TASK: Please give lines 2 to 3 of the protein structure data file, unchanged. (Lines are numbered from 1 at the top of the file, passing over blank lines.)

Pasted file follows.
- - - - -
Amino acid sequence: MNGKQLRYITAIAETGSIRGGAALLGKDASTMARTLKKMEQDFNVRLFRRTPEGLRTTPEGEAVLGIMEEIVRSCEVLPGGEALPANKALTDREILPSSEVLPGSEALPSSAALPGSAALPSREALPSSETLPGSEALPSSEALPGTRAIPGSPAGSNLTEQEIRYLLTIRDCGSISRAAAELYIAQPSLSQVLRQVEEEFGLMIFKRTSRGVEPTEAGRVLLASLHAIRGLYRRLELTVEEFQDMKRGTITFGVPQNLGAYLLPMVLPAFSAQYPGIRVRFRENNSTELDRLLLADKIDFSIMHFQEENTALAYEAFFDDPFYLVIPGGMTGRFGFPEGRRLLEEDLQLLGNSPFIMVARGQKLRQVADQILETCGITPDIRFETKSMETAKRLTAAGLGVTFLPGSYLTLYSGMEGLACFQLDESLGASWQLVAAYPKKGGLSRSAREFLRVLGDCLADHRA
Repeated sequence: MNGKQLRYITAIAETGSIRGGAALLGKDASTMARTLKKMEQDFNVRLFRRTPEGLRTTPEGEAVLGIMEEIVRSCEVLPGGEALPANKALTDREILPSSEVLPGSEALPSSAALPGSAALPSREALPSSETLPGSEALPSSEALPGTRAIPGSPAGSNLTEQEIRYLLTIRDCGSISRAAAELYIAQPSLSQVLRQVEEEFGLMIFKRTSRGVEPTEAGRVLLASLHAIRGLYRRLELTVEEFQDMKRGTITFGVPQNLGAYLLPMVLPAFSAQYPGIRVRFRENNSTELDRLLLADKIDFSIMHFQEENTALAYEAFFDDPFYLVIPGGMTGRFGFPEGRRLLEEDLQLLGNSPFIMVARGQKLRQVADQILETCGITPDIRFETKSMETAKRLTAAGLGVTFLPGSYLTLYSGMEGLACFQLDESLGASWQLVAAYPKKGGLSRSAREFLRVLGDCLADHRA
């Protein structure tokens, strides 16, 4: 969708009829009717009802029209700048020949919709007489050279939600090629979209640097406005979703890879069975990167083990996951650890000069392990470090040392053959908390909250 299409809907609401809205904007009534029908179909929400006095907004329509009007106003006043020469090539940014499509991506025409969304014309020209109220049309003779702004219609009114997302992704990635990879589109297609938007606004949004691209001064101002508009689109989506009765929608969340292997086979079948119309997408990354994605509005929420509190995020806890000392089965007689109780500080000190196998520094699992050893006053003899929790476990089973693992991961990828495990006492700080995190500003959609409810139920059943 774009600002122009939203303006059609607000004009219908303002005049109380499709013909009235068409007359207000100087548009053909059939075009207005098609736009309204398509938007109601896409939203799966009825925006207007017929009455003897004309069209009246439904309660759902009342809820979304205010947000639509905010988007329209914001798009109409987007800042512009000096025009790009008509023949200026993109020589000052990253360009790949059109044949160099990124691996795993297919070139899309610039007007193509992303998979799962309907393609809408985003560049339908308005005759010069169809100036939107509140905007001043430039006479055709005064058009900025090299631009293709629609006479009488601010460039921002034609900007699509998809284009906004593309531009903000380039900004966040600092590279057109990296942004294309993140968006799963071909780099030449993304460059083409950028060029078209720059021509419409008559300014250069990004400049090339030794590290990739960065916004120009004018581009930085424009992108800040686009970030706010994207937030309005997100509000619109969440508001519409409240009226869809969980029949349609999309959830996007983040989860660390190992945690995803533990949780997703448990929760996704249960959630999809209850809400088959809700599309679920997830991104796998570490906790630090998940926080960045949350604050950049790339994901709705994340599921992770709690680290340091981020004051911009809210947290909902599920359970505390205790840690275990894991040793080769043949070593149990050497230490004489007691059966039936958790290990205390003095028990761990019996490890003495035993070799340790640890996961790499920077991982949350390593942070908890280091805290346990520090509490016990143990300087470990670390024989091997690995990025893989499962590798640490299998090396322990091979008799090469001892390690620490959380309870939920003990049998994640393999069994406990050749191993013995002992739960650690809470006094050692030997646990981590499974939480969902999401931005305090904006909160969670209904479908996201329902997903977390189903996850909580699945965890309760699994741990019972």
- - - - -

Repeated sequence: MNGKQLRYITAIAETGSIRGGAALLGKDASTMARTLKKMEQDFNVRLFRRTPEGLRTTPEGEAVLGIMEEIVRSCEVLPGGEALPANKALTDREILPSSEVLPGSEALPSSAALPGSAALPSREALPSSETLPGSEALPSSEALPGTRAIPGSPAGSNLTEQEIRYLLTIRDCGSISRAAAELYIAQPSLSQVLRQVEEEFGLMIFKRTSRGVEPTEAGRVLLASLHAIRGLYRRLELTVEEFQDMKRGTITFGVPQNLGAYLLPMVLPAFSAQYPGIRVRFRENNSTELDRLLLADKIDFSIMHFQEENTALAYEAFFDDPFYLVIPGGMTGRFGFPEGRRLLEEDLQLLGNSPFIMVARGQKLRQVADQILETCGITPDIRFETKSMETAKRLTAAGLGVTFLPGSYLTLYSGMEGLACFQLDESLGASWQLVAAYPKKGGLSRSAREFLRVLGDCLADHRA
């Protein structure tokens, strides 16, 4: 969708009829009717009802029209700048020949919709007489050279939600090629979209640097406005979703890879069975990167083990996951650890000069392990470090040392053959908390909250 299409809907609401809205904007009534029908179909929400006095907004329509009007106003006043020469090539940014499509991506025409969304014309020209109220049309003779702004219609009114997302992704990635990879589109297609938007606004949004691209001064101002508009689109989506009765929608969340292997086979079948119309997408990354994605509005929420509190995020806890000392089965007689109780500080000190196998520094699992050893006053003899929790476990089973693992991961990828495990006492700080995190500003959609409810139920059943 774009600002122009939203303006059609607000004009219908303002005049109380499709013909009235068409007359207000100087548009053909059939075009207005098609736009309204398509938007109601896409939203799966009825925006207007017929009455003897004309069209009246439904309660759902009342809820979304205010947000639509905010988007329209914001798009109409987007800042512009000096025009790009008509023949200026993109020589000052990253360009790949059109044949160099990124691996795993297919070139899309610039007007193509992303998979799962309907393609809408985003560049339908308005005759010069169809100036939107509140905007001043430039006479055709005064058009900025090299631009293709629609006479009488601010460039921002034609900007699509998809284009906004593309531009903000380039900004966040600092590279057109990296942004294309993140968006799963071909780099030449993304460059083409950028060029078209720059021509419409008559300014250069990004400049090339030794590290990739960065916004120009004018581009930085424009992108800040686009970030706010994207937030309005997100509000619109969440508001519409409240009226869809969980029949349609999309959830996007983040989860660390190992945690995803533990949780997703448990929760996704249960959630999809209850809400088959809700599309679920997830991104796998570490906790630090998940926080960045949350604050950049790339994901709705994340599921992770709690680290340091981020004051911009809210947290909902599920359970505390205790840690275990894991040793080769043949070593149990050497230490004489007691059966039936958790290990205390003095028990761990019996490890003495035993070799340790640890996961790499920077991982949350390593942070908890280091805290346990520090509490016990143990300087470990670390024989091997690995990025893989499962590798640490299998090396322990091979008799090469001892390690620490959380309870939920003990049998994640393999069994406990050749191993013995002992739960650690809470006094050692030997646990981590499974939480969902999401931005305090904006909160969670209904479908996201329902997903977390189903996850909580699945965890309760699994741990019972």